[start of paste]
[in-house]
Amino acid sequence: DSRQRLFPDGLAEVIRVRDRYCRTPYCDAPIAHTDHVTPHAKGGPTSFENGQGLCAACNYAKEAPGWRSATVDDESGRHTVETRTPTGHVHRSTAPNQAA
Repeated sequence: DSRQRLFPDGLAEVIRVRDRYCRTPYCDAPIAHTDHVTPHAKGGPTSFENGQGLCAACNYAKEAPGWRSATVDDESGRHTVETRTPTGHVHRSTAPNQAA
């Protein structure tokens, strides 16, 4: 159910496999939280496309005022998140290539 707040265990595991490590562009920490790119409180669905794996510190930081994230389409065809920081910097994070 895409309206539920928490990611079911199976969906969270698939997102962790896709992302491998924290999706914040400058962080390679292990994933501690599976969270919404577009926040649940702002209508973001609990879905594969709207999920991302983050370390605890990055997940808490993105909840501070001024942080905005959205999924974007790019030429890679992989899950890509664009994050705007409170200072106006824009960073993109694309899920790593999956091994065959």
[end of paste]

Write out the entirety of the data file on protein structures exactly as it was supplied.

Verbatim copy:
[in-house]
Amino acid sequence: DSRQRLFPDGLAEVIRVRDRYCRTPYCDAPIAHTDHVTPHAKGGPTSFENGQGLCAACNYAKEAPGWRSATVDDESGRHTVETRTPTGHVHRSTAPNQAA
Repeated sequence: DSRQRLFPDGLAEVIRVRDRYCRTPYCDAPIAHTDHVTPHAKGGPTSFENGQGLCAACNYAKEAPGWRSATVDDESGRHTVETRTPTGHVHRSTAPNQAA
């Protein structure tokens, strides 16, 4: 159910496999939280496309005022998140290539 707040265990595991490590562009920490790119409180669905794996510190930081994230389409065809920081910097994070 895409309206539920928490990611079911199976969906969270698939997102962790896709992302491998924290999706914040400058962080390679292990994933501690599976969270919404577009926040649940702002209508973001609990879905594969709207999920991302983050370390605890990055997940808490993105909840501070001024942080905005959205999924974007790019030429890679992989899950890509664009994050705007409170200072106006824009960073993109694309899920790593999956091994065959």